Votes for WomenEdit
Throughout the 1800’s, men gradually won the right to vote in the general elections which used to be restricted to only a few people in Britain. Despite this, women remained without the vote, and they were not equal in education, occupation or status. Social rights developed at a slow rate for women as they could not get the education to understand political issues; in fact it was commonly viewed that women could only comprehend domestic matters, such as cleaning, clothing and other house management skills.
Things did change, however, in the late 1800’s. The first instance of a woman changing a political decision occurred in 1881, when Josephine Butler successfully campaigned against the Contagious Diseases Acts, a series of laws which were enforced in army establishments and port-towns which allowed for any woman to be forcefully taken into a medical facility and examined for STI’s, if they were accused of being a prostitute. Josephine Butler, who had examined living conditions of women in the workhouse, believed this Act completely negated women’s rights, making them no more than pieces of meat that were to be used by soldiers and prodded at by scientists. She founded the Ladies Association to campaign against the act, and after a long campaign, on her birthday, 20th August; the Acts were rejected under scrutiny by Parliament. The impact of Josephine’s work didn’t just improve the rights of women in the circumstances, but demonstrated to the nation women could decide the Act’s passed by Parliament, a much greater and lasting effect which would lead to the growth of suffrage installations in the UK.
The Suffrage Societies
In 1897, the National Union for Women’s Suffrage Societies was established by Millicent Fawcett, and it was an organisation of women who would be collectively branded suffragists (originating from the term suffrage). Suffragists held the values of peaceful, yet defiant, protest; which ranged from rallies, speeches and marches to encourage support, and methods of civil disobedience such as refusing to pay taxes.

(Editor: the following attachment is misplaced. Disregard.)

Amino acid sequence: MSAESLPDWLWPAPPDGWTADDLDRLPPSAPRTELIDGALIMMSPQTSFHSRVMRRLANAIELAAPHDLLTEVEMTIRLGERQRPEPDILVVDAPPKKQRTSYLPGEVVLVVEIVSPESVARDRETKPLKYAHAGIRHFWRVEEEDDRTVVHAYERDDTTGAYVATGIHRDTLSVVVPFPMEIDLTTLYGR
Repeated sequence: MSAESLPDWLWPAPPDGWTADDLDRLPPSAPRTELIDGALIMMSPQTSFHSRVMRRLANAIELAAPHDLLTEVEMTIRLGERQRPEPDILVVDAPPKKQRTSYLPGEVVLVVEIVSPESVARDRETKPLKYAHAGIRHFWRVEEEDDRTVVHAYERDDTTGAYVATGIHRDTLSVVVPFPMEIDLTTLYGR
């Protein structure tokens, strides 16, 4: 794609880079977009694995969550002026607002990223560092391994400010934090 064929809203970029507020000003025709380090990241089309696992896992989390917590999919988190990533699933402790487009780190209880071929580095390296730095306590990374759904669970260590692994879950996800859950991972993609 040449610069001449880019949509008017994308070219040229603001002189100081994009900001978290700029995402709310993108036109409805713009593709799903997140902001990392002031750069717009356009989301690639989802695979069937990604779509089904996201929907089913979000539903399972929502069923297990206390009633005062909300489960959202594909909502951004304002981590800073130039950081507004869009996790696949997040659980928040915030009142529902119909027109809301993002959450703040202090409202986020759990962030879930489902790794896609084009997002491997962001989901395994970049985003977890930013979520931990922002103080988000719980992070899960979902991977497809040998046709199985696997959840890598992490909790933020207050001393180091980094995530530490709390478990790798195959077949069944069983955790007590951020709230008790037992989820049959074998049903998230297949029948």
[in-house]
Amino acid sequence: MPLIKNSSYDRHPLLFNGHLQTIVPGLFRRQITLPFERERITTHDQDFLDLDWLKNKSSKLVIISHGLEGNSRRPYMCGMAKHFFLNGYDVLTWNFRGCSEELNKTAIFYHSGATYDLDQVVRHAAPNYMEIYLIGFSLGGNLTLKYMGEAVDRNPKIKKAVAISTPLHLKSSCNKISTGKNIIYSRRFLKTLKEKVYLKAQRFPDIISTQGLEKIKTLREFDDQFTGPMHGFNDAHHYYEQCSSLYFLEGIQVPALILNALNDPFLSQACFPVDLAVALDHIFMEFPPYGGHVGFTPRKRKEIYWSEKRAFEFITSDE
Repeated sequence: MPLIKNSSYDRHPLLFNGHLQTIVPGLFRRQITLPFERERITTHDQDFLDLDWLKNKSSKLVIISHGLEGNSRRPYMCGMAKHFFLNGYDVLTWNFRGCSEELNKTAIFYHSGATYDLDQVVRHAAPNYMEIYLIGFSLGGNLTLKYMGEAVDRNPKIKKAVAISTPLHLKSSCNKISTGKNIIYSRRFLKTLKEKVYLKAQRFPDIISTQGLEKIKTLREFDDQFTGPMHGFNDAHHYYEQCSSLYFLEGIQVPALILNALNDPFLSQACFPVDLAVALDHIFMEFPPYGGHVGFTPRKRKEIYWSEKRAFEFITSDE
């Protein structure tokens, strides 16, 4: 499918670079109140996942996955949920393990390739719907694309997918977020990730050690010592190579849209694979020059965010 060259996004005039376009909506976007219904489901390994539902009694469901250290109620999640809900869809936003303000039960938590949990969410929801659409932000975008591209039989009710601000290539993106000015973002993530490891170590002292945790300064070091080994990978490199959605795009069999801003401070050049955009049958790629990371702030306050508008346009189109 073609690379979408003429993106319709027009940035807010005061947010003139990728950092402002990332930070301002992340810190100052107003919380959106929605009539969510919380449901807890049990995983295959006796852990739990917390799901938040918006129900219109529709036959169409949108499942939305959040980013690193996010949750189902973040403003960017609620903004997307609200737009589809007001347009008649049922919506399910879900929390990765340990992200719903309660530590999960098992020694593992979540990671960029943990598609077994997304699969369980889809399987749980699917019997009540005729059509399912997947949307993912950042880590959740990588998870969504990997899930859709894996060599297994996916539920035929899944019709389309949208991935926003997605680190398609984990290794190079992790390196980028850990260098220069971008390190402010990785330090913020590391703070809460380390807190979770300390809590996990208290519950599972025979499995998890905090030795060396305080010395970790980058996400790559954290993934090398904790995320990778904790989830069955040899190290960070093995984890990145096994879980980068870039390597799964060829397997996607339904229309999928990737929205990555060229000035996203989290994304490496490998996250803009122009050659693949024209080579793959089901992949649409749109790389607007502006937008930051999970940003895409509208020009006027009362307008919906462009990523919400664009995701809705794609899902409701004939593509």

Between Winston Churchill and Sir Edward Grey to reduce the respect of political figures and to create controversy in the eyes of the media, which would subsequently lead to coverage which would highlight suffrage to the masses. They were said to have shouted "Will the Liberal Government give votes to women?" repeatedly in the crowded hall. When the women refused to stop shouting the police were called to evict them from the meeting. Pankhurst and Kenney refused to leave and during the struggle a policeman claimed the two women kicked and spat at him. Pankhurst and Kenney were arrested and charged with assault. After refusing to pay a five shilling fine, they’d be sent to prison, an occurrence of events which would shock the nation. The result was terrific; for once in a long time the female suffrage was back in the newspapers, and interest in the subject soared. Hannah Mitchell, a suffragette from the time, stated “20 years of peaceful propaganda had not produced such an effect”.
The Civil Militia
Women of the WSPU, soon branded suffragettes by The Times newspaper, would go on to continue a violent regime, which was known as a militant approach, and in the early years this meant chaining themselves to railings, breaking windows, attacking MPs and police officers to pressure the government and to spark a public reaction which increased awareness and support for the cause. Of course, the police stepped in occasionally to put women into prison, but there was another trick up the suffragette sleeve – hunger striking.
The main objective of the suffragists was to gain influence over backbenchers in Parliament, to slowly but surely raise the issue of suffrage in a political light. Progress, some members would have complained, was too slow, and radical methods would have to be used if they were to get the vote in their lifetime. In 1903, a widowed woman by the name of Emmeline Pankhurst, alongside her daughters, created a breakaway organisation, which she named the women’s social and political union. In its infancy, this small party had a modest amount of members and made little progress in their pursuit for enfranchisement, so in 1905 Emmeline’s daughter Christabel Pankhurst, alongside Annie Kenney, a working class member from East-London, planned to disrupt a political meeting Women who simply refused to eat in prison had to be let free on medical grounds, which was great for the campaign and an effective tool for suffragettes up until 1909. The government were distressed about the lack of control they could put over these women – if they couldn’t put them in prison without them leaving in a week or so, what could they do? They would force-feed them. The account from Mary Leigh: